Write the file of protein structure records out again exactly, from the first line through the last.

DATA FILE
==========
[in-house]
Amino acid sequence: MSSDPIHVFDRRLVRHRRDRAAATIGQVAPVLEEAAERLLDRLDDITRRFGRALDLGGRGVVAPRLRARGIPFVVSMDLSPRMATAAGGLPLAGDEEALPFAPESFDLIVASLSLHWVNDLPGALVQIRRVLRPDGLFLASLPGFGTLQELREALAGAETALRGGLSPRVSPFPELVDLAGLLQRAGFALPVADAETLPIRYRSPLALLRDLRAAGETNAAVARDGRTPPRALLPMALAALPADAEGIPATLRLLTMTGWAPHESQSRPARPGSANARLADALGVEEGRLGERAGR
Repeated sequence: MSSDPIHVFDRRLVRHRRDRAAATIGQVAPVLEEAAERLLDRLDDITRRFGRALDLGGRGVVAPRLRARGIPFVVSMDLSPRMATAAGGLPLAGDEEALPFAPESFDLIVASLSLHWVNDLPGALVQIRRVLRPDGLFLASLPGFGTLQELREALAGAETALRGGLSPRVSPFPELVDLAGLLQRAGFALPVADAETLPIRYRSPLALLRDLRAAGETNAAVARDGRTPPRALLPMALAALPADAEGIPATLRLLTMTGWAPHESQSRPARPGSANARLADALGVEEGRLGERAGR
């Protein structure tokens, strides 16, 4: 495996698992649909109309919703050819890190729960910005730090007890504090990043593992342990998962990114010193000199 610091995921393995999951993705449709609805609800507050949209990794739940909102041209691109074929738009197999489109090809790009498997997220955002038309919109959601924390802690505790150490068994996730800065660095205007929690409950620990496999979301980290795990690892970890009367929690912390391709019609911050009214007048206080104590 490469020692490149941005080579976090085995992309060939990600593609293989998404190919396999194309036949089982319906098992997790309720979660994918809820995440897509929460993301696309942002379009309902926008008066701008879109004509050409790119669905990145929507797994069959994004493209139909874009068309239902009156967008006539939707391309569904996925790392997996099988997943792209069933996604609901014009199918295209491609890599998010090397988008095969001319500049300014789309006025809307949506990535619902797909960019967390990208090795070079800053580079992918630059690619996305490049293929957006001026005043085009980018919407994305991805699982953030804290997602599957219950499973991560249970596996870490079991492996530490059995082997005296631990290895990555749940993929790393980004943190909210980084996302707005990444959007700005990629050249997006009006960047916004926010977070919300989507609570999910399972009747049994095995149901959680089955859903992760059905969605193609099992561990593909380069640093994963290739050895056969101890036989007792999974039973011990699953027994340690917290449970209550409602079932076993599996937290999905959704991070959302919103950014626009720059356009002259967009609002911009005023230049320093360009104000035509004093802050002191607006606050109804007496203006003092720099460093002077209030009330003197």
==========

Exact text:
[in-house]
Amino acid sequence: MSSDPIHVFDRRLVRHRRDRAAATIGQVAPVLEEAAERLLDRLDDITRRFGRALDLGGRGVVAPRLRARGIPFVVSMDLSPRMATAAGGLPLAGDEEALPFAPESFDLIVASLSLHWVNDLPGALVQIRRVLRPDGLFLASLPGFGTLQELREALAGAETALRGGLSPRVSPFPELVDLAGLLQRAGFALPVADAETLPIRYRSPLALLRDLRAAGETNAAVARDGRTPPRALLPMALAALPADAEGIPATLRLLTMTGWAPHESQSRPARPGSANARLADALGVEEGRLGERAGR
Repeated sequence: MSSDPIHVFDRRLVRHRRDRAAATIGQVAPVLEEAAERLLDRLDDITRRFGRALDLGGRGVVAPRLRARGIPFVVSMDLSPRMATAAGGLPLAGDEEALPFAPESFDLIVASLSLHWVNDLPGALVQIRRVLRPDGLFLASLPGFGTLQELREALAGAETALRGGLSPRVSPFPELVDLAGLLQRAGFALPVADAETLPIRYRSPLALLRDLRAAGETNAAVARDGRTPPRALLPMALAALPADAEGIPATLRLLTMTGWAPHESQSRPARPGSANARLADALGVEEGRLGERAGR
């Protein structure tokens, strides 16, 4: 495996698992649909109309919703050819890190729960910005730090007890504090990043593992342990998962990114010193000199 610091995921393995999951993705449709609805609800507050949209990794739940909102041209691109074929738009197999489109090809790009498997997220955002038309919109959601924390802690505790150490068994996730800065660095205007929690409950620990496999979301980290795990690892970890009367929690912390391709019609911050009214007048206080104590 490469020692490149941005080579976090085995992309060939990600593609293989998404190919396999194309036949089982319906098992997790309720979660994918809820995440897509929460993301696309942002379009309902926008008066701008879109004509050409790119669905990145929507797994069959994004493209139909874009068309239902009156967008006539939707391309569904996925790392997996099988997943792209069933996604609901014009199918295209491609890599998010090397988008095969001319500049300014789309006025809307949506990535619902797909960019967390990208090795070079800053580079992918630059690619996305490049293929957006001026005043085009980018919407994305991805699982953030804290997602599957219950499973991560249970596996870490079991492996530490059995082997005296631990290895990555749940993929790393980004943190909210980084996302707005990444959007700005990629050249997006009006960047916004926010977070919300989507609570999910399972009747049994095995149901959680089955859903992760059905969605193609099992561990593909380069640093994963290739050895056969101890036989007792999974039973011990699953027994340690917290449970209550409602079932076993599996937290999905959704991070959302919103950014626009720059356009002259967009609002911009005023230049320093360009104000035509004093802050002191607006606050109804007496203006003092720099460093002077209030009330003197």